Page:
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The Magnetism of Miami: Segmented Paths in Cuban Migration

Kevin E. McHugh, Ines M. Miyares and Emily H. Skop
Geographical Review
Vol. 87, No. 4 (Oct., 1997), pp. 504-519
DOI: 10.2307/215228
Stable URL: http://www.jstor.org/stable/215228
Page Count: 16
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The Magnetism of Miami: Segmented Paths in Cuban Migration
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Abstract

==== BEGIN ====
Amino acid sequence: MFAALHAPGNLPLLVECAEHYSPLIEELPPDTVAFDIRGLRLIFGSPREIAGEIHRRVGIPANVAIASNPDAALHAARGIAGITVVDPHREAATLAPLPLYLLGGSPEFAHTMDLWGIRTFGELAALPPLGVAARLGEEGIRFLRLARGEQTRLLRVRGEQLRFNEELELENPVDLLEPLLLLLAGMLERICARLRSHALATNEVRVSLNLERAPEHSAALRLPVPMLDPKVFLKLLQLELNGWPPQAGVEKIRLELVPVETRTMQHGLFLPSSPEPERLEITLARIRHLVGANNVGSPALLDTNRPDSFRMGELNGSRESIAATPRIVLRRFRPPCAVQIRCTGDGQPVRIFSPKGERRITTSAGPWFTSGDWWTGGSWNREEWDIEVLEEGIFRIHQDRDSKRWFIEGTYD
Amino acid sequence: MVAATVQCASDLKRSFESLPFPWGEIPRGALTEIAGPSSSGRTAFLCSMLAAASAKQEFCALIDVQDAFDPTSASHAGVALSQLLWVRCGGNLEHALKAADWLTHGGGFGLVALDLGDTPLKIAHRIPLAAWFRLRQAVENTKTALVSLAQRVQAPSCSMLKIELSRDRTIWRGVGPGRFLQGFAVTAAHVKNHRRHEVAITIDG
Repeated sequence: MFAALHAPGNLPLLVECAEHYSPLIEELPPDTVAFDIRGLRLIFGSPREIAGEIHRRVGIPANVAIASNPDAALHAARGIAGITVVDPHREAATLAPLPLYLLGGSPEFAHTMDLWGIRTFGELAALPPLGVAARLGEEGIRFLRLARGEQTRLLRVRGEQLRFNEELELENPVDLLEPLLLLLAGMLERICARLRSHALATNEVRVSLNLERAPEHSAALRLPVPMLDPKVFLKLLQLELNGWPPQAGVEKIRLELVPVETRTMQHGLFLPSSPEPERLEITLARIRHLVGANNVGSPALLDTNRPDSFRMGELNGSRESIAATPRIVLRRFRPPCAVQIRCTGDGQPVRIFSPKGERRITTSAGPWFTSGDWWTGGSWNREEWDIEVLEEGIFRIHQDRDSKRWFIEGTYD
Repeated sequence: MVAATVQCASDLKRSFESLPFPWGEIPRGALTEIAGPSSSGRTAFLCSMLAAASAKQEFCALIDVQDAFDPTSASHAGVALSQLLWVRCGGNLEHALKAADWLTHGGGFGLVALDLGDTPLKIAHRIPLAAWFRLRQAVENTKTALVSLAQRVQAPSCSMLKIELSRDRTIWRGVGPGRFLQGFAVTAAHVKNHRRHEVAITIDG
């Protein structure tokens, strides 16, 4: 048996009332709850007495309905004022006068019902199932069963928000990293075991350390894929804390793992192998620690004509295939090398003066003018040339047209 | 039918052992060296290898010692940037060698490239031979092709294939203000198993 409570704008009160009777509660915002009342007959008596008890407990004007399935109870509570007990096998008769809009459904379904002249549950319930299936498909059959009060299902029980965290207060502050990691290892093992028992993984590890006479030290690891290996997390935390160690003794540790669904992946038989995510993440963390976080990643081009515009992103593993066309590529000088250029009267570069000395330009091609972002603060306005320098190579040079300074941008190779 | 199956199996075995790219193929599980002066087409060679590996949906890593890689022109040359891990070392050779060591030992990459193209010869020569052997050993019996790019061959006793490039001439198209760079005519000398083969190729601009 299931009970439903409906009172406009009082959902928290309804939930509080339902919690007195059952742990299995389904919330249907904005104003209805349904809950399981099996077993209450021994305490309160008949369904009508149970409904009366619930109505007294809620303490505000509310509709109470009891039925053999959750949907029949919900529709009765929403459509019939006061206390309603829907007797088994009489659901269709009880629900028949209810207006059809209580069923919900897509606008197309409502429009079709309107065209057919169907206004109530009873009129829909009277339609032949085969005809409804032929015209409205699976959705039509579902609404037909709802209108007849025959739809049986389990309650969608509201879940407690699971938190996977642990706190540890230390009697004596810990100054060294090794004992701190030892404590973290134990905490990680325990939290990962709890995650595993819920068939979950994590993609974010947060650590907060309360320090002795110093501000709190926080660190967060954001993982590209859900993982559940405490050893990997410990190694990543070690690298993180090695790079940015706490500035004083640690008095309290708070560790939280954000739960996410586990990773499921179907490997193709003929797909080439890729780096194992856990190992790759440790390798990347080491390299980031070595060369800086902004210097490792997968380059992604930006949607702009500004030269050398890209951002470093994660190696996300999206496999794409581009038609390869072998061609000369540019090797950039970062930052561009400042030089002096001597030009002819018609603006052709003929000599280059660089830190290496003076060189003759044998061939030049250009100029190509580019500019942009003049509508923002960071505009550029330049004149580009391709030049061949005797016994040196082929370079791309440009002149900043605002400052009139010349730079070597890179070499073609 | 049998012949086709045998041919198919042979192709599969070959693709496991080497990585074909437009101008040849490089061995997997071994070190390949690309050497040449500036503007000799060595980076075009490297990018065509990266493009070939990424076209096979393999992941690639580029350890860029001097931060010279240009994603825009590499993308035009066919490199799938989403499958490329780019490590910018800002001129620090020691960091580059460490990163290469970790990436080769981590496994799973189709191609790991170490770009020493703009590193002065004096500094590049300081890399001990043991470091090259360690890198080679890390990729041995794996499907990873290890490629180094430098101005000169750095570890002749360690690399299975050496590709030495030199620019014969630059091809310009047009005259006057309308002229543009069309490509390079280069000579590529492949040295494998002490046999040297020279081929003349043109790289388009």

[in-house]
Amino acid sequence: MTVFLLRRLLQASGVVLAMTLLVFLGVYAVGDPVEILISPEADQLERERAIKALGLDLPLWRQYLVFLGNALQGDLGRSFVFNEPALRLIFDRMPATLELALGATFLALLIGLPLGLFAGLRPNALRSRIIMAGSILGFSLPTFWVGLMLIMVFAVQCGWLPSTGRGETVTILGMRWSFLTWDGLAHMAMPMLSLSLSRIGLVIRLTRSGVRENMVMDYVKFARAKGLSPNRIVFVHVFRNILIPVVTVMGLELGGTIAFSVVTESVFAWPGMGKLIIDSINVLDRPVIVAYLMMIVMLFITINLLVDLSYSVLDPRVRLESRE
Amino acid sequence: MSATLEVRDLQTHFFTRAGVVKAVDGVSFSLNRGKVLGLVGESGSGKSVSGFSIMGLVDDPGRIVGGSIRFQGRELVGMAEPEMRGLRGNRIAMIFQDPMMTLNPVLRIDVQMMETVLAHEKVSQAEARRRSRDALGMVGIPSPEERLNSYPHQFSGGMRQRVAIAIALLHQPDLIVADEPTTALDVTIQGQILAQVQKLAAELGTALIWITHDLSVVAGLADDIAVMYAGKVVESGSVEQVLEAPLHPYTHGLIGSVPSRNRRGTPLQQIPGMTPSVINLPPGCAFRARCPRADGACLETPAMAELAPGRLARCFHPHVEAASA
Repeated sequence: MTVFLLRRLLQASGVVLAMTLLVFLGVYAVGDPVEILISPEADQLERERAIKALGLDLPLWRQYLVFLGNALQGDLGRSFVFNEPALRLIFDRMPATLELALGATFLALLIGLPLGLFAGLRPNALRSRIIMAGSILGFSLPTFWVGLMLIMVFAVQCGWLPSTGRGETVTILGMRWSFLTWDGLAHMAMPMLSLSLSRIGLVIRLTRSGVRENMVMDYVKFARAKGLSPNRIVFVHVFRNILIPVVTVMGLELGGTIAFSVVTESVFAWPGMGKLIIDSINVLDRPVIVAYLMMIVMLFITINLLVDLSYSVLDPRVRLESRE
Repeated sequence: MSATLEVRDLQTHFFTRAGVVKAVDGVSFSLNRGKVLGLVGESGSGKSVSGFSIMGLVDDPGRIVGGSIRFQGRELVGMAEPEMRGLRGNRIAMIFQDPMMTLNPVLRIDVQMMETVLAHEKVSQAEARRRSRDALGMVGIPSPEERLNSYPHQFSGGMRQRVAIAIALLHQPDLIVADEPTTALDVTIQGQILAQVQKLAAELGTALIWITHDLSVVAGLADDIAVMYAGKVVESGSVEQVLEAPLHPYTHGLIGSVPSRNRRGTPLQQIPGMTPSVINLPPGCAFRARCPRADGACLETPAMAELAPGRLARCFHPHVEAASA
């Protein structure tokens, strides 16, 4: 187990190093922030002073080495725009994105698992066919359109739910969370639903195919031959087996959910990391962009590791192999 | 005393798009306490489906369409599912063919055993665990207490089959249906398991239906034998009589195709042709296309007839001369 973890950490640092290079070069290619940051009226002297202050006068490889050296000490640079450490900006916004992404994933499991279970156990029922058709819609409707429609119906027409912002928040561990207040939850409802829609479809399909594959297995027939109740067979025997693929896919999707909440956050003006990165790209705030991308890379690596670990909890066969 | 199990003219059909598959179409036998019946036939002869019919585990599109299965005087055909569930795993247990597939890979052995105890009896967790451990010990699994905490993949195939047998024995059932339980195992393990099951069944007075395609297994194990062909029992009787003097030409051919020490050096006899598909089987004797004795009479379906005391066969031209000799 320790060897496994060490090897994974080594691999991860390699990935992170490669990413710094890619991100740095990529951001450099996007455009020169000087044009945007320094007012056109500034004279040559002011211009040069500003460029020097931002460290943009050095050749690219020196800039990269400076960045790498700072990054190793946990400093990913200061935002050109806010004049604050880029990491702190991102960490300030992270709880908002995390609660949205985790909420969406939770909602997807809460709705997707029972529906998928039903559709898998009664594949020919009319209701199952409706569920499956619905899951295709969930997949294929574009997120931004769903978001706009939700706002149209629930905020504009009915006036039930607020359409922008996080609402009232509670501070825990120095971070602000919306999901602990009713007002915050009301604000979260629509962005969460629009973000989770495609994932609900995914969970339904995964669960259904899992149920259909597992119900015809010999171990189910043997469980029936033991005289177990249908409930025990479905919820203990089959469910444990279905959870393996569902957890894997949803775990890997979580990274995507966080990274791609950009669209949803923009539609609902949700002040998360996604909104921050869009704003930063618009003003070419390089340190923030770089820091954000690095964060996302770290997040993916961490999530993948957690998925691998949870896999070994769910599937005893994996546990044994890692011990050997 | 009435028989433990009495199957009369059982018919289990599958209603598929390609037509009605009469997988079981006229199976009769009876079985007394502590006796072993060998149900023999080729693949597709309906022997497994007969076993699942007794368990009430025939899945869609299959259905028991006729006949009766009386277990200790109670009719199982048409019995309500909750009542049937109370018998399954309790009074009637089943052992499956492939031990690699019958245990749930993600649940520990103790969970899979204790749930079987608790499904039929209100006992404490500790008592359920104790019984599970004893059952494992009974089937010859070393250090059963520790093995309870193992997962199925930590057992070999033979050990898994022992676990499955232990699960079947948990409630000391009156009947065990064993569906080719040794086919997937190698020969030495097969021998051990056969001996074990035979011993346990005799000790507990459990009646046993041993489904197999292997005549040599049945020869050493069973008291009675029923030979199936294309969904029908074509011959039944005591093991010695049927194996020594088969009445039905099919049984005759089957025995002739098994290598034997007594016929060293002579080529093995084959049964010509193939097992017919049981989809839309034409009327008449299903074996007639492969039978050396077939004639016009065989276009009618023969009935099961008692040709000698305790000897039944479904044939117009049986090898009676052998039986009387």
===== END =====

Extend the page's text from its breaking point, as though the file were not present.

Miami is the primate city in a system of urban settlements that make up a Cuban ethnic archipelago in the United States. The city is also a national magnet, attracting Cuban migrants from metropolitan regions across the archipelago. Four large secondary cores of Cubans outside Florida serve as major "feeders" to the Miami enclave: northern New Jersey, New York City, Los Angeles, and Chicago. Currents of migration to Miami are especially strong among older, foreign-born, and disadvantaged Cubans, an indication of segmented paths in Cuban assimilation. Although concentration in Metropolitan Miami has been the Cuban story over the past three decades, processes of deconcentration now may well be under way.

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